Released into cinemas for a short time before it drops on Netflix (November 15th), The Wonder is adapted from Emma Donoghue’s 2016 novel of the same name. It follows Lib (Florence Pugh), a Yorkshire nurse hired by a small Irish village in 1862 to watch over a young girl.
Her charge is Anna (Kíla Lord Cassidy, who is superb), a pious 11-year-old who has gained notoriety for having survived some four months without eating. Anna prays constantly and says only that she survives on “manna from heaven”.
So far, so fishy.
It’s clear upon Lib’s arrival that there are vested interests, notably an intimidating panel of male village elders, including the local parish priest (Ciarán Hinds).
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By day, Lib, per strict instruction, may not intervene in any medical sense; she can only watch for clues as to Anna’s unexplained sustenance. By night, she’s swigging opium and gazing meaningfully at unworn baby boots.
The straight-talking local landlord (David Wilmot, who does some great scolding from behind the bar) is under no illusions, nor is the dashing reporter from the Daily Telegraph (Tom Burke), with whom Lib strikes up a romantic relationship.
Still, the mystery of the starving child remains.
The solution is, well, something. Unless you are absolutely fine with weapons-grade melodrama, this is possibly not the movie for you. Every plot progression and twist — from the big reveal to the ludicrous denouement — seems designed to make the average telenovela look like The Bicycle Thieves.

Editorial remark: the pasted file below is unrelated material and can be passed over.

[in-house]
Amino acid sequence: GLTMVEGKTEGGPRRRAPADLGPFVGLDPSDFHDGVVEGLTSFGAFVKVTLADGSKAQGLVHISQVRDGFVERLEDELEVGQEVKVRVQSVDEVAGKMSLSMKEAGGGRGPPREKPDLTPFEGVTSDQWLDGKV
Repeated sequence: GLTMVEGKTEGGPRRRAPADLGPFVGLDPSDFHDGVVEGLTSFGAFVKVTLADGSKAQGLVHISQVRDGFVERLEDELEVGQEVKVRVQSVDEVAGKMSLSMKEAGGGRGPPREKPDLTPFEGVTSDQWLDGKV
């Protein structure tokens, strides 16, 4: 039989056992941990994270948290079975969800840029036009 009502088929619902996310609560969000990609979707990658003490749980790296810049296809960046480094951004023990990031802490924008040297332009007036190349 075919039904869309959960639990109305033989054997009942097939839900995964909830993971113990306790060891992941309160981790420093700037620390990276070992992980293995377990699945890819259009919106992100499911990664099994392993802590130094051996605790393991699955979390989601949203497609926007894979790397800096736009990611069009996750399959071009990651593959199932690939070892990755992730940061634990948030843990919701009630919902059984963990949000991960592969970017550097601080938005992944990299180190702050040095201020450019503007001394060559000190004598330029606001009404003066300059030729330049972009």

It requires all of the director’s not inconsiderable skill to make these elements work. He’s helped by a stellar cast who bring nuance to characters that — with lesser actors and writing — could have played like 19th century cartoons from Punch Magazine.
The bookending of the film with a contemporary studio setting and thoughts about storytelling falls a bit flat, as does the repeated use of a bird-in-cage thaumatrope.
Ari Wegner’s cinematography finds striking tableaux against a backdrop that between the dramatic outdoors and the snotty interiors is almost overpoweringly green.
Pugh’s emblematic, muddy-hemmed blue dress — designed by Odile Dicks-Mireaux — marks her out against the windswept exteriors. Not for the first time this year, she’s the standout in a film that, given the remarkable personnel involved, really ought to pack a greater punch.